Celebrate and Praise

Celebrate and Praise

David danced before the Lord with all his might; David was girded with a linen ephod. So David and all the house of Israel brought up the ark of the Lord with shouting and with the sound of the trumpet.

As the ark of the Lord came into the city of David, Michal daughter of Saul looked out of the window and saw King David leaping and dancing before the Lord, and she despised him in her heart.

They brought in the ark of the Lord and set it in its place, inside the tent that David had pitched for it, and David offered burnt offerings and offerings of well-being before the Lord. When David had finished offering the burnt offerings and the offerings of well-being, he blessed the people in the name of the Lord of hosts and distributed food among all the people, the whole multitude of Israel, both men and women, to each a cake of bread, a portion of meat, and a cake of raisins. Then all the people went back to their homes.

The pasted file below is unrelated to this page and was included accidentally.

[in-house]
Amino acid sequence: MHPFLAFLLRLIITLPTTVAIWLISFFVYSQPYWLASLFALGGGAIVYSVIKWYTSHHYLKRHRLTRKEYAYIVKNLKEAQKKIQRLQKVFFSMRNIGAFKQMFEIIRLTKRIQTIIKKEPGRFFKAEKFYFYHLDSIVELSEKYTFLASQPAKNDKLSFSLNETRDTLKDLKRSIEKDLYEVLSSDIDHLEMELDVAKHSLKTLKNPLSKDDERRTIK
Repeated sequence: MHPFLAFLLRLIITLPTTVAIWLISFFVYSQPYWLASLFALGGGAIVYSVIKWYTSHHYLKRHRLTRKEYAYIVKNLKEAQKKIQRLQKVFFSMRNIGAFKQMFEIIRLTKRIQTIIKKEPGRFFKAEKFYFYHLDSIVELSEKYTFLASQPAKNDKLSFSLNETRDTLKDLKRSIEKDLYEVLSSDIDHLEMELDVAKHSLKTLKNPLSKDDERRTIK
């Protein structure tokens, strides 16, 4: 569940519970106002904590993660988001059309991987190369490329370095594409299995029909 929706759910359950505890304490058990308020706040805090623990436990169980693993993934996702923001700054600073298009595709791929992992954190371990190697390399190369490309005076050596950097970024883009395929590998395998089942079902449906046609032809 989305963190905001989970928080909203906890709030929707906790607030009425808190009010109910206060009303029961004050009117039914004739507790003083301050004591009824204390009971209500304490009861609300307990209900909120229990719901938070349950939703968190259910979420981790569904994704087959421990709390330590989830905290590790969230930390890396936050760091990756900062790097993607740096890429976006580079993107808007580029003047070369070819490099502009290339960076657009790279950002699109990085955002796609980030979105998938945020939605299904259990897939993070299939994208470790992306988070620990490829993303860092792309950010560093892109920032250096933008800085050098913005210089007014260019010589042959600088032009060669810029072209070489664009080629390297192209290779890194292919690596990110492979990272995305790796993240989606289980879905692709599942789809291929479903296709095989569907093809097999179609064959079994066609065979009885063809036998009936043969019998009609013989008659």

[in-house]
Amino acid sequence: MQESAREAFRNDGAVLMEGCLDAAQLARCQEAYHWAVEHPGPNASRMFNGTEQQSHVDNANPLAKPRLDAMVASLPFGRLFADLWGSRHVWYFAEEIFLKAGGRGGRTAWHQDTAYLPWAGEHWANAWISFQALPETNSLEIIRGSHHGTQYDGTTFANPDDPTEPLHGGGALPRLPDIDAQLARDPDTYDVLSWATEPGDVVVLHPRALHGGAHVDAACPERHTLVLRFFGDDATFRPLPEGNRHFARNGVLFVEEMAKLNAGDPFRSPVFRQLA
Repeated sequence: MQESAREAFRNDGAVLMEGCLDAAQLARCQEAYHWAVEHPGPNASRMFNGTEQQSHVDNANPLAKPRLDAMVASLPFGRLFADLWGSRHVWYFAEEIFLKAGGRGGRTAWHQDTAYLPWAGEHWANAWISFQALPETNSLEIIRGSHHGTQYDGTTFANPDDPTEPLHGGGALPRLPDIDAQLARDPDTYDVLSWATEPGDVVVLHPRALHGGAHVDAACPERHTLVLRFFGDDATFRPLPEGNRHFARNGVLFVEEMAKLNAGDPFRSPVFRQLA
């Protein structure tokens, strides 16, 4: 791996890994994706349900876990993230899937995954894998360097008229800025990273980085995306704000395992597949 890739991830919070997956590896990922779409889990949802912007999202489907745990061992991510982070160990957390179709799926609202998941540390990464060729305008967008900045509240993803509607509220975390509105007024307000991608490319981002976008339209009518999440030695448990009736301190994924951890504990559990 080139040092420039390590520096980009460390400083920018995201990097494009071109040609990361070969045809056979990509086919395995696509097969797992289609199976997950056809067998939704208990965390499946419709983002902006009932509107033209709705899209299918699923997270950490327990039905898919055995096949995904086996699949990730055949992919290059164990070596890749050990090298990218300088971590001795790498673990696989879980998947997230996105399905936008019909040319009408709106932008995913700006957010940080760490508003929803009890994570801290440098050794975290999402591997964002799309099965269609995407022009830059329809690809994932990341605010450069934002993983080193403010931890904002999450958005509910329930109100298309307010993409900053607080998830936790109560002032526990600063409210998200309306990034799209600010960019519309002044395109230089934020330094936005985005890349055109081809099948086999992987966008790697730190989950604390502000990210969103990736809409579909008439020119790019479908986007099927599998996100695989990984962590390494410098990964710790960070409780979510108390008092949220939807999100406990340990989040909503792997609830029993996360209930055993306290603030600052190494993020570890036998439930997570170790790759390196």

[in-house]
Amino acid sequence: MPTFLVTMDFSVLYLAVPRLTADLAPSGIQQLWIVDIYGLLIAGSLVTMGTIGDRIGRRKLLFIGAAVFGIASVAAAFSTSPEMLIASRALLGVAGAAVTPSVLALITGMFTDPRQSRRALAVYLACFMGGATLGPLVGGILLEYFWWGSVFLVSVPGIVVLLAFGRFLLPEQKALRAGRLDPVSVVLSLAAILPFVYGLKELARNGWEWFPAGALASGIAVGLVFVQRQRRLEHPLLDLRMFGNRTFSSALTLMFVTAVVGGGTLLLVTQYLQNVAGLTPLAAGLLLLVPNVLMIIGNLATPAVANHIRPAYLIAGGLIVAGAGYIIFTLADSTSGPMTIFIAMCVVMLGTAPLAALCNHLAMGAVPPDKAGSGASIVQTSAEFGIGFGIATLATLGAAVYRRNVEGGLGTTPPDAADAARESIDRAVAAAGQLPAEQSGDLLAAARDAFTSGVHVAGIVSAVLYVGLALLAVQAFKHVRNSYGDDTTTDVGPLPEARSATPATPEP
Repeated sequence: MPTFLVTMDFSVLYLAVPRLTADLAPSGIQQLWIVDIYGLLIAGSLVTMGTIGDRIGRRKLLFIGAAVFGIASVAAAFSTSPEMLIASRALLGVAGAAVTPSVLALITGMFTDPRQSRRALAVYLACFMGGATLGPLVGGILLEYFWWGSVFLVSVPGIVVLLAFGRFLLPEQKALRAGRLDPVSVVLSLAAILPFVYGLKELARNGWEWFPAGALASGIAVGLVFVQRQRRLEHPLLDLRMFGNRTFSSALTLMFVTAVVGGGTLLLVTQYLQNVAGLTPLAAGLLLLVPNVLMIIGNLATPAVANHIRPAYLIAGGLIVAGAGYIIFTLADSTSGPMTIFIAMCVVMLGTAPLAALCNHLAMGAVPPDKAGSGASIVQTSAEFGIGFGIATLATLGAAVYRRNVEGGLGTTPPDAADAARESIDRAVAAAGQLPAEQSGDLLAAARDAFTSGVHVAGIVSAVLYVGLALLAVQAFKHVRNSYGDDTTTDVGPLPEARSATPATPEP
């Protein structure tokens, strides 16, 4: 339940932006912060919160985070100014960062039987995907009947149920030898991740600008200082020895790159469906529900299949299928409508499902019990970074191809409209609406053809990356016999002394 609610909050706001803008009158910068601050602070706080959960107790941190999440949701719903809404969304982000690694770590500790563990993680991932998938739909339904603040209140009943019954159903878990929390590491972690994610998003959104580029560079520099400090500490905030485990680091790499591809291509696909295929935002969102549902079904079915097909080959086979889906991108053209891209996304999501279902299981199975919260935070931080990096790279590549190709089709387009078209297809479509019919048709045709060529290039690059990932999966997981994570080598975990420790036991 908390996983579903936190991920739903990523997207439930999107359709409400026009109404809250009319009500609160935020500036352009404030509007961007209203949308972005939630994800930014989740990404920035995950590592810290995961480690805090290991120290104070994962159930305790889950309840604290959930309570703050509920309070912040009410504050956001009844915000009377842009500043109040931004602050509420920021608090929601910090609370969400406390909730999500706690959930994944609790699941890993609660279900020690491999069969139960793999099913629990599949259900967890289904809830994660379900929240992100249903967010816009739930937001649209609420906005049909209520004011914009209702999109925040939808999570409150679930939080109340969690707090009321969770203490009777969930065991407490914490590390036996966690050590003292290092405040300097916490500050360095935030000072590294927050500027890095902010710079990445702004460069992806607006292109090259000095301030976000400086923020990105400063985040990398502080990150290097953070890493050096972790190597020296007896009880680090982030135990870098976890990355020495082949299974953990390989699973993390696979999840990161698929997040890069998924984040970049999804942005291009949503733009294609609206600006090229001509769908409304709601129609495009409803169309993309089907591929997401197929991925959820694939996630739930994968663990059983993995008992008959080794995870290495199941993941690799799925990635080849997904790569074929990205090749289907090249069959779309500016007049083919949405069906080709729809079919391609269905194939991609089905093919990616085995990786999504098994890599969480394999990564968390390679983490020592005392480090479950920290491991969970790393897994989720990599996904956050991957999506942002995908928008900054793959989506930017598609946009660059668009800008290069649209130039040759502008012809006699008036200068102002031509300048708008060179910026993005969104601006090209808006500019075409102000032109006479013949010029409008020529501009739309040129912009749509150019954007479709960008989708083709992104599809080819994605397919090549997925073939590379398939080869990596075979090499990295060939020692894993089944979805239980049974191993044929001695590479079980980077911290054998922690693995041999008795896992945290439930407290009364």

2 Samuel 6:14-19 (NRSVUE)

Huddlers (which are our children and families) were given horns to blow in worship when they heard the word trumpet. They shouted “Alleluia!” when they heard the word “praise” and waved scarves in the air when they heard the word “dance.”

Okay, so each week this fall, we are thinking about worship and taking time to reflect on why we do what we do here in Oldtown. Two weeks ago, we talked about what it means for something to be holy or sacred. Last week, we reflected on the importance of hospitality and welcome. And this week, we are going to wonder about what celebration and praise mean to our worship.